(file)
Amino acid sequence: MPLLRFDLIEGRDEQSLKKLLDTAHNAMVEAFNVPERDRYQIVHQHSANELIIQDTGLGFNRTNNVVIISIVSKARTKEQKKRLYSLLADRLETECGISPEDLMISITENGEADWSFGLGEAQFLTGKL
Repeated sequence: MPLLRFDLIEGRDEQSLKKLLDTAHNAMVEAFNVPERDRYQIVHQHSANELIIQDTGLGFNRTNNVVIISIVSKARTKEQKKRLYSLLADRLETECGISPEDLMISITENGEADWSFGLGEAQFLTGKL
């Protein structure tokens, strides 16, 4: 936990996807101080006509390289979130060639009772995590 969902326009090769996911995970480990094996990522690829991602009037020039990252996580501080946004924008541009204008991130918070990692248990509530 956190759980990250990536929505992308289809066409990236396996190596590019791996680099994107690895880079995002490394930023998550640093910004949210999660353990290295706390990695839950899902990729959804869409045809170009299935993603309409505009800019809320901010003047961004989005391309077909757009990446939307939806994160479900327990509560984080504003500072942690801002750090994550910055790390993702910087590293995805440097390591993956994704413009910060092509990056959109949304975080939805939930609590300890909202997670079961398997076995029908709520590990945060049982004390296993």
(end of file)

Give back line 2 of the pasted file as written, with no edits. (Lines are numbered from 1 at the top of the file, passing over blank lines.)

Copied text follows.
Repeated sequence: MPLLRFDLIEGRDEQSLKKLLDTAHNAMVEAFNVPERDRYQIVHQHSANELIIQDTGLGFNRTNNVVIISIVSKARTKEQKKRLYSLLADRLETECGISPEDLMISITENGEADWSFGLGEAQFLTGKL